We took the bus back to Selçuk and were recruited to a lunch joint near the bus stop, where D had some crazy liver dish and it was all really cheap.  We made another stop at the place where we had kunefe the previous night to grab some baklava for the road.  The guy remembered us and joked about how we tried to pay for kunefe the previous night with a 50 - which was true because we'd just been to an ATM, not because we were rich.  Anyway while another worker was weighing our kunefe he slid a tiny piece of baklava into an adorable little box and gave it to us.  This is not an unusual gesture when you buy a lot at a baklava shop - we always get bread with our baklava in Mannheim - but the little box was so adorable that I will love that shop forever.  Even if they charged us commission for that guy who led us there.  Then I wanted to make one more effort to find the wall hanging I wanted.  We had limited time and I had to ask for exactly what I wanted, which meant I was in no position to haggle, but I had a price in mind which turned out to be more than what they were charging when I finally found one. This was an interesting process.  I stopped at a shop and since I didn't know what it was called, I drew it for the guy there. He said he had none but knew someone who did.  Of course he did not just give us directions to the other guy but walked us over there himself.  He then hung around the entire time while the other guy tried to sell me one of the two he had.  I didn't like either of them so he moved on to trying to sell me other things.  To be fair, he had some really nice stuff that I would have loved to have if I had the money and space, but I needed this wall hanging and nothing else!  I asked him if he knew who else might have one and he drew me a map to a place in Istanbul since I said we were going back there. I don't know why he didn't bother to tell me that the place right down the street in Selçuk had them. (Hmm.) We stopped there as a last-ditch effort and the guy had several, one of which I happily took home.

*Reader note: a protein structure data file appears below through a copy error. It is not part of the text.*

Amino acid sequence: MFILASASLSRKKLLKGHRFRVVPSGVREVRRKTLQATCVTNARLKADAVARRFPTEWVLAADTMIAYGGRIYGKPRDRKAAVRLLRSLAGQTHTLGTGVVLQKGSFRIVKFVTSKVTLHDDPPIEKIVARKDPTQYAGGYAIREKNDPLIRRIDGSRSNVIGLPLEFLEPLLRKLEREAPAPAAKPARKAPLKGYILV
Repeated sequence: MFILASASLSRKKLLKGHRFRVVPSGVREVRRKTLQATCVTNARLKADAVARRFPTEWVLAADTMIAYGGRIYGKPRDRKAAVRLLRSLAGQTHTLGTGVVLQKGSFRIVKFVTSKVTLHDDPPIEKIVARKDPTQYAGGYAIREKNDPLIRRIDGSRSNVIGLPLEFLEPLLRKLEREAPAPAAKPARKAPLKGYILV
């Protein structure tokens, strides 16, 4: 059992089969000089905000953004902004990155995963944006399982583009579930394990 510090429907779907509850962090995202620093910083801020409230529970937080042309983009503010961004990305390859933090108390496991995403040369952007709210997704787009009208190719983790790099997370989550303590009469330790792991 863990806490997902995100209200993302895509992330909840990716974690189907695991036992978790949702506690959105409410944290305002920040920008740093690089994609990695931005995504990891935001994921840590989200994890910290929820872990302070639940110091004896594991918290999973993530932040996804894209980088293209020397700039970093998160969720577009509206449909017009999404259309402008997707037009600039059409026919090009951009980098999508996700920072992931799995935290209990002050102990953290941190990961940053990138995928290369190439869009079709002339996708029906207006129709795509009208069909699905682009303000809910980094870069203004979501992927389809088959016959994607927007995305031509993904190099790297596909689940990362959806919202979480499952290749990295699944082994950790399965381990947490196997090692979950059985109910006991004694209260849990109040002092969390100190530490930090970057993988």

After our shopping, we stopped back at the Pension to warm up in the common room before catching our shuttle back to the airport in İzmir. As we neared the pension the call to prayer started and at an intersection near our Pension the sound of them layering was amazing - like when church bells in Heidelberg get so echoed and layered it almost sounds like just one sound.  When we got in, one of the owners gave us tea and we sat with her for a bit.  Then we went to the airport shuttle stop and waited for 45 minutes in the freezing cold and no shuttle came.  We started to worry about missing our flight and D called the pension, ostensibly to get the number for the airline so we could ask what the heck was going on.  The Pension offered us a ride to İzmir for 110 TL.  That was about what I'd estimated a cab would cost and we really had no bus options at that point as it was only 1.5 hours until our we took the ride.  We took a really scenic route back to İzmir, different from the one the bus took. The sun was setting over the sea as we drove along cliffs. Unfortunately we didn't enjoy it as much as we could have because we were feeling the sting of going from thinking we'd get a free shuttle ride to paying the equivalent of 45 Euro for a ride from the Pension owner.